6 Solo Cello Suites (arr. Serino)
Giuliano Carmignola (violin)
Arcana A533 138:43 mins (2 discs)
When Rachel Podger’s inspirational Channel Classics recording of Bach’s cello suites appeared back in July 2019, there were those for whom the cello’s soundworld and physical proclivities were so deeply ingrained that the necessary adjustments to pitch and fleet-fingered agility proved almost insurmountable. The following year, Johnny Gandelsman (In a Circle) went even further, playing with such a spring in his tail that any association with the music’s origins all but vapourised.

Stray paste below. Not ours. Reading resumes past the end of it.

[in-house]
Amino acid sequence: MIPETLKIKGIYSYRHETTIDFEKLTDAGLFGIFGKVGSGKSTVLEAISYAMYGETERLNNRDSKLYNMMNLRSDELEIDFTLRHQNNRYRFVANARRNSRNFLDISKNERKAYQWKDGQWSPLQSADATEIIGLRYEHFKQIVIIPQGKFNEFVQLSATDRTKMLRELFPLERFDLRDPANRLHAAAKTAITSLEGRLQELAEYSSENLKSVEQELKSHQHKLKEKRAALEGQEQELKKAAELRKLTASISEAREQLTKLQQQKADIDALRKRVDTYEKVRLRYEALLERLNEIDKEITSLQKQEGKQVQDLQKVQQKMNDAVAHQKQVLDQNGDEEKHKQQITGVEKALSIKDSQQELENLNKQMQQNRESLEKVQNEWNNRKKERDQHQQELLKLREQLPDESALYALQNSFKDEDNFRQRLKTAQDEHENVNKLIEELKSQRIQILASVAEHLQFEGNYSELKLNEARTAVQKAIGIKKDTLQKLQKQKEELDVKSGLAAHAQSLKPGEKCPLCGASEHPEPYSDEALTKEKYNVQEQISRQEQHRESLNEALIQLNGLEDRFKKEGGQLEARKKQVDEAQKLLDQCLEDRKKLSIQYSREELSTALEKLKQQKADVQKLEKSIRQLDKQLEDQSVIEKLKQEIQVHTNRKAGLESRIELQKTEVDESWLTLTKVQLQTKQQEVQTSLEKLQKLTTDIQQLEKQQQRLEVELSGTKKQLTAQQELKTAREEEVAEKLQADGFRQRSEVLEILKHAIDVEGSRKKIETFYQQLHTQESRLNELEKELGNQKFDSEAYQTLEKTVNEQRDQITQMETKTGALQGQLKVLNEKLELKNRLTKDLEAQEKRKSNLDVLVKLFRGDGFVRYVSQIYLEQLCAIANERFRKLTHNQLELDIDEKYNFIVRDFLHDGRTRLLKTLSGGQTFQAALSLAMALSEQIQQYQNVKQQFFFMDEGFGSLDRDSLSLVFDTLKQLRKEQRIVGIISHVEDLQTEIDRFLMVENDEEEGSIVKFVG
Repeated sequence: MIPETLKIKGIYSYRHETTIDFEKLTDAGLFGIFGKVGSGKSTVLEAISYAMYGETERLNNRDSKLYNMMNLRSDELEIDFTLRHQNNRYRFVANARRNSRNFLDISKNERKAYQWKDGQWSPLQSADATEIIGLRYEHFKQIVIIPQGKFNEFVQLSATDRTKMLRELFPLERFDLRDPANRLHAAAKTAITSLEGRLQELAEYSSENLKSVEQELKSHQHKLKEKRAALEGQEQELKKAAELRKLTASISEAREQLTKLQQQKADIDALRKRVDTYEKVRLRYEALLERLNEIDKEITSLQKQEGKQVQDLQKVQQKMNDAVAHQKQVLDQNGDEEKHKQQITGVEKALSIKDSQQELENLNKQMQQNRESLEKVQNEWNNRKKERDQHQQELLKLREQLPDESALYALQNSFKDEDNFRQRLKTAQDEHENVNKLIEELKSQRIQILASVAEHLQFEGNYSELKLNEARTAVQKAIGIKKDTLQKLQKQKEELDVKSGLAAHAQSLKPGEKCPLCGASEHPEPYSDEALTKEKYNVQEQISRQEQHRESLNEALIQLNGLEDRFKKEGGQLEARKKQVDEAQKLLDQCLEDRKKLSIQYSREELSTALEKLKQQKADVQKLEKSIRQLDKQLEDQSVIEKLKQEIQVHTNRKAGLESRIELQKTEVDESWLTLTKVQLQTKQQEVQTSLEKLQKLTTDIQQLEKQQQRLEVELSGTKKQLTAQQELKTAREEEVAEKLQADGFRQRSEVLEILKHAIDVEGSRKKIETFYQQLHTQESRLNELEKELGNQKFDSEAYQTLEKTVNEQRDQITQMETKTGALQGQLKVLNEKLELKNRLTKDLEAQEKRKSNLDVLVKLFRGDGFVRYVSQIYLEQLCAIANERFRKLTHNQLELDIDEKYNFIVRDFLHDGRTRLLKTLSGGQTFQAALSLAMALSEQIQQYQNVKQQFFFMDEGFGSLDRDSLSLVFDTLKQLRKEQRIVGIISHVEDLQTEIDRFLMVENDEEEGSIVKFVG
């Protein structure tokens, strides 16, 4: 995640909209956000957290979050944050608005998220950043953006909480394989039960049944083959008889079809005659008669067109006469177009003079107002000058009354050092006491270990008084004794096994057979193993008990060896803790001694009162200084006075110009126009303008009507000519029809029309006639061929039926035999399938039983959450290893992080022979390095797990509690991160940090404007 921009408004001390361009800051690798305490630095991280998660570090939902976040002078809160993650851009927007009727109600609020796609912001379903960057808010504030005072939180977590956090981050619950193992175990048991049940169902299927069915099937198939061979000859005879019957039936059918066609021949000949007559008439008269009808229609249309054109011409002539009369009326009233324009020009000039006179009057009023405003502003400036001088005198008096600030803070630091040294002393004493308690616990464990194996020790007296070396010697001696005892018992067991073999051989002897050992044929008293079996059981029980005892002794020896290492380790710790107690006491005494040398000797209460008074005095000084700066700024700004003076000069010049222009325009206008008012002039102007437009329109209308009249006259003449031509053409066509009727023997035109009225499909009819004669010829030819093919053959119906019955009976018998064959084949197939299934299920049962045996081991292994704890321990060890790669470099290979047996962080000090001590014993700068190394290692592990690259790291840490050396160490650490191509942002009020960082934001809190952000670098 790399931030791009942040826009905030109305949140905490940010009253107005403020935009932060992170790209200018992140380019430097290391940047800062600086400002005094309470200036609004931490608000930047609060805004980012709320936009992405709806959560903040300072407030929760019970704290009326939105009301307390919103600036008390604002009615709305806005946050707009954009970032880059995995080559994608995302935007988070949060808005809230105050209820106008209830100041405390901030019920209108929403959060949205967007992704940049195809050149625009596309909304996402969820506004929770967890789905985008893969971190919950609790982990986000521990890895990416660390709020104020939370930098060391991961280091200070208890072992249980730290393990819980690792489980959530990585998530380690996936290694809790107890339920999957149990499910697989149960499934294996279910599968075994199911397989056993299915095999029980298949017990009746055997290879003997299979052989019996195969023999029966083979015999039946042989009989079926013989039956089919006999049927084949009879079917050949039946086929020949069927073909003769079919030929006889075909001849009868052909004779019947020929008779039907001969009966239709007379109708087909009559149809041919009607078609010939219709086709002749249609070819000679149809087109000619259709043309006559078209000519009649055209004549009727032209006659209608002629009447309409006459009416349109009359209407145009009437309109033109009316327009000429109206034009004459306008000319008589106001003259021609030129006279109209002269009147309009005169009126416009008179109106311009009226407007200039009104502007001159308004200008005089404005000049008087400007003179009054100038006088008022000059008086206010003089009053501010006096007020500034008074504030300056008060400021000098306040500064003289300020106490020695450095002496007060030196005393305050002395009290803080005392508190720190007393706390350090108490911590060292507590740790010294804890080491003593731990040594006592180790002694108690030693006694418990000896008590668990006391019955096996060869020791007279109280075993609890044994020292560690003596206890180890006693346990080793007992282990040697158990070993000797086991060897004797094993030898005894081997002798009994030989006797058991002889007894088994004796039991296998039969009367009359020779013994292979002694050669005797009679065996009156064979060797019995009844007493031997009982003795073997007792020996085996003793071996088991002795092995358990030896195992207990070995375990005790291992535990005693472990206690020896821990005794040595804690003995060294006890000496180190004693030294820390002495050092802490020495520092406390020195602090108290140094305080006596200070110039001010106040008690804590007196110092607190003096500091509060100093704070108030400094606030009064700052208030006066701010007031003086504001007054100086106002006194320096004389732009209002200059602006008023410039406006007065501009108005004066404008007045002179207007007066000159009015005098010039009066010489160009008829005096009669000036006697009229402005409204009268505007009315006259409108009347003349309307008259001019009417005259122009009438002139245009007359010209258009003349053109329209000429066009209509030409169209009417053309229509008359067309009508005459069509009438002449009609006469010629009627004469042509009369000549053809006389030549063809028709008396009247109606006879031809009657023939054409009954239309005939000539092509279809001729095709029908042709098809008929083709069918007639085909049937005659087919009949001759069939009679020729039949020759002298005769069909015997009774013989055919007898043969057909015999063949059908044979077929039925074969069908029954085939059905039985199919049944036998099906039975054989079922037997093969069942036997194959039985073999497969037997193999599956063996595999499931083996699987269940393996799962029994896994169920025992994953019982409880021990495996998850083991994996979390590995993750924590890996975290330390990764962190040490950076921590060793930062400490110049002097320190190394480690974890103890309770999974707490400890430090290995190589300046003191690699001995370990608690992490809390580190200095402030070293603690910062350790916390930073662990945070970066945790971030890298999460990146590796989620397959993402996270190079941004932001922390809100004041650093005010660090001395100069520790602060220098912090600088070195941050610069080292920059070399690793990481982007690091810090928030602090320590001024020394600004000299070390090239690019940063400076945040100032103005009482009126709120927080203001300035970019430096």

Employing the same key transpositions as Podger (the final suite stays rooted firmly in D), Marco Serino’s 2015 transcription presents two solutions to the scordatura (adjusted tuning) of the Fifth Suite – Giuliano Carmignola elects to go with lowering the top (E) string by a tone. Right from the timeless arpeggiations that characterise the G/D major suite’s opening Prelude, Carmignola asserts his own special interpretative proclivities: the magical musical intakes of breath during and at the ends of phrases, the endlessly flexible handling of dynamics, and a temporal elasticity that refuses to settle into any form of generic patterning. If more traditional accounts of these priceless scores tend to smooth over the music’s dancing origins, and those of a more authentic hue home in on their en pointe gesturing, Carmignola creates the impression of living through each phrase as though it is part of an over-arching choreographic narrative. In the timeless phrases of the C/G minor suite’s Sarabande, one can almost sense him moving gently to the music with exquisite poise, while in the Gigue finale of the D major suite, he seems on occasion to stamp his feet and clap, so evocative is his semantic gesturing.